Electronics Use & Sustainability
A new sustainable electronics survey by ARRIS Composites finds Americans want to live sustainably and recycle their electronics, but often don’t know where to start when it comes to e-waste.
Nearly 90% of Americans agree sustainability is important. But when you think of embracing that way of life what first comes to mind? You may think of recycling plastic bottles, cutting down on trash, and composting. But what about your electronic devices?
In advance of Earth Day 2022, we surveyed more than 1,000 Americans about the technology they have at home and what they do with it when it stops working. Turns out that a lot of people want to be eco-friendly but often don’t know where to start.
Electronics Use and Sustainability
Americans have a lot of technology in their homes, whether it works or not. In fact, 80% of people have two or more working cell phones in their household. 78% of those surveyed said they have two computers or more in their homes, and 41% have two or more tablets.
But those are just the working electronics. One out of ten people surveyed said they have three broken or unused cell phones at home and nearly 1 in 5 have four or more broken cellphones. Nearly half (45%) admitted to having one or two computers that don’t work or aren’t used, and 20% said they have a tablet tucked away that they don’t use anymore.
How Frequently Are Americans Replacing Electronics?
Electronics are often not replaced every year. But it adds up over time. Almost 30% of people said they upgrade their phone every three years. Let’s put that into perspective. If you got a cell phone when you were 12-years-old in middle school and lived to be 100-years-old, that means you would go through 29 cell phones in your lifetime. A family of five would go through 146 cell phones.
One out of five people embrace the phrase “out with the old, and in with the new.” 20% said they get rid of their phones because they want to upgrade to the latest model. But the majority of people surveyed said they were forced to get a new device. 62% had to replace their phones because they broke or had bad battery life.
After getting a new device, money is a big driving factor in what a lot of people do next. Nearly one in four (38%) people acknowledged they trade in their phone for credit or money. Surprisingly, nearly the same amount of people (37%) take their old phones with them and store them away at home. 15% say they recycle and just 6% give it away to a family member or friend.
As for computers, people upgrade those less often than phones, but are more likely to replace a working one. The majority of people surveyed (30%) said they get a new computer or laptop about every five years. Nearly one-third (32%) of people admitted to getting new computers just because they want a new model. 42% said they have to buy a new one because it broke.
How Many People Actually Recycle Their Electronics?
People want to recycle their electronics, but many don’t. 56% acknowledged recycling electronics is hard. Nearly half (45%) said they’ve never recycled any electronics. In fact, 19% admitted to throwing their phone in the garbage and 18% admitted to doing the same thing with a computer or laptop.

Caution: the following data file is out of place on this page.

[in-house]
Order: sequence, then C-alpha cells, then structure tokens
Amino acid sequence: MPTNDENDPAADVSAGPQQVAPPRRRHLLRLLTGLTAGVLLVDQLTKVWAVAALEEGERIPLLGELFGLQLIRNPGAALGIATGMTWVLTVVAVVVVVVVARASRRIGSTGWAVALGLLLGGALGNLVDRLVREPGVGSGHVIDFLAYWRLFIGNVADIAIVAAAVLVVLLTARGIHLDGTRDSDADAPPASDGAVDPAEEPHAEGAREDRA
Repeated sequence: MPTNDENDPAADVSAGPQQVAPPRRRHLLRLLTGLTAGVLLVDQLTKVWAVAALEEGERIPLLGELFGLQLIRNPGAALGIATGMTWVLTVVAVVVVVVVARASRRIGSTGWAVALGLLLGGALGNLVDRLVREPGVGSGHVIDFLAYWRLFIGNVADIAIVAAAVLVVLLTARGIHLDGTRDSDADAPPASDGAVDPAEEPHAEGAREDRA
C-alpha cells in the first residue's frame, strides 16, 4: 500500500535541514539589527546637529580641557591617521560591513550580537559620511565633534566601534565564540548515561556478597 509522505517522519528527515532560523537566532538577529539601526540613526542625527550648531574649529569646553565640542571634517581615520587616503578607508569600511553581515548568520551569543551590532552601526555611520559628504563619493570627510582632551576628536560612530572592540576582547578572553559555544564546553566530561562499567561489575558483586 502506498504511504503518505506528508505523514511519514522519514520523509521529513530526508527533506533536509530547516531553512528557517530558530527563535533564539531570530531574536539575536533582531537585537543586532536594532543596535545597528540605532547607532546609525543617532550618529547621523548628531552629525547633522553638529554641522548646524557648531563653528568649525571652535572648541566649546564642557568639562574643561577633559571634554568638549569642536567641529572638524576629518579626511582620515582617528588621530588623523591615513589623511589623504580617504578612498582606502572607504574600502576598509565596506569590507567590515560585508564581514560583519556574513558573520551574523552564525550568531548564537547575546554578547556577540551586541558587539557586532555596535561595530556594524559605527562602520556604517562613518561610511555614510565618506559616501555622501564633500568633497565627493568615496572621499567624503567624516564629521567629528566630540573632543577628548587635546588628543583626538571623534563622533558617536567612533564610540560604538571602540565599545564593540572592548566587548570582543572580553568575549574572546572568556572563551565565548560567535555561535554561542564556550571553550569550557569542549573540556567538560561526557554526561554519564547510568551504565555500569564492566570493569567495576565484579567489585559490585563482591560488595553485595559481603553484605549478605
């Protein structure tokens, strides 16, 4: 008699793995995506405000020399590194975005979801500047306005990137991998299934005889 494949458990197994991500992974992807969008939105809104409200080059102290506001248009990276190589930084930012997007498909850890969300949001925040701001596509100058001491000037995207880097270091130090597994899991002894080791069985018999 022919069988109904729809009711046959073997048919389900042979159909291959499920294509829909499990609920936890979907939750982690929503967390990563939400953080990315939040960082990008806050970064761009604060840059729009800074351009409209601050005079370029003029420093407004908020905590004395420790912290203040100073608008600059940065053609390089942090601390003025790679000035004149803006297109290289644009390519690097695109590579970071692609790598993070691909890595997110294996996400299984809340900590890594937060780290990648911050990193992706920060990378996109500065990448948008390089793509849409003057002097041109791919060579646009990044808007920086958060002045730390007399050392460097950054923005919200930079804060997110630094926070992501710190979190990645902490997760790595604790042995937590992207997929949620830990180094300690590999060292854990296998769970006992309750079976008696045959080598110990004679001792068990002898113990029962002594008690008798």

Nearly 90% said they would likely recycle electronics if they had more information and knew how to do it. More than three out of four people said they had no idea about electronics recycling events in their community. But this isn’t the case for everyone. Nearly 40% said they have recycled a cell phone, and 32% have recycled a computer or laptop.
Awareness of Electronics Sustainability
When it comes down to it, sustainability is important for Americans. Nearly 90% said sustainability is something they value, and six out of ten people support electronics sustainability. 58% of people said they try to find places to recycle their old electronics, and nearly seven out of ten (67%) people said buying environmentally friendly products is important to them. In fact, 60% of people are willing to buy an environmentally friendly product even if it’s more expensive.
All this being said, there’s still a long way to go in educating Americans about electronics sustainability. One out of three people surveyed said they’ve never even thought about it before. 21% of people admitted they didn’t even realize electronics could be recycled. Another 16% said they just didn’t have the time to find out where to recycle electronics.
What Are People Doing With Broken or Unused Electronics?
There are an average of four broken or unused devices sitting in American homes. More than six out of ten (64%) people surveyed said they do their best to try to fix their phones before replacing it. However, two out of five people confessed they’ve upgraded their electronics even though there was nothing wrong with their current one.
A lot of it has to do with owning the latest model. One in five said it’s important to have the latest model of a phone, and 17% said it’s important to have the latest computer or laptop model.
Methodology + Media: In April 2022, we surveyed 1,114 people to get their feedback about electronics use and sustainability. The average age of respondents was 40. 49% were men and 48% women. For media inquiries, contact email@example.com or firstname.lastname@example.org.
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Fair Use: When using this data and research, please attribute by linking to this study and citing ARRIS Composites (arriscomposites.com).
Recent Q&A: Check out our frequently asked questions about Additive Molding for portable electronics (view blog post).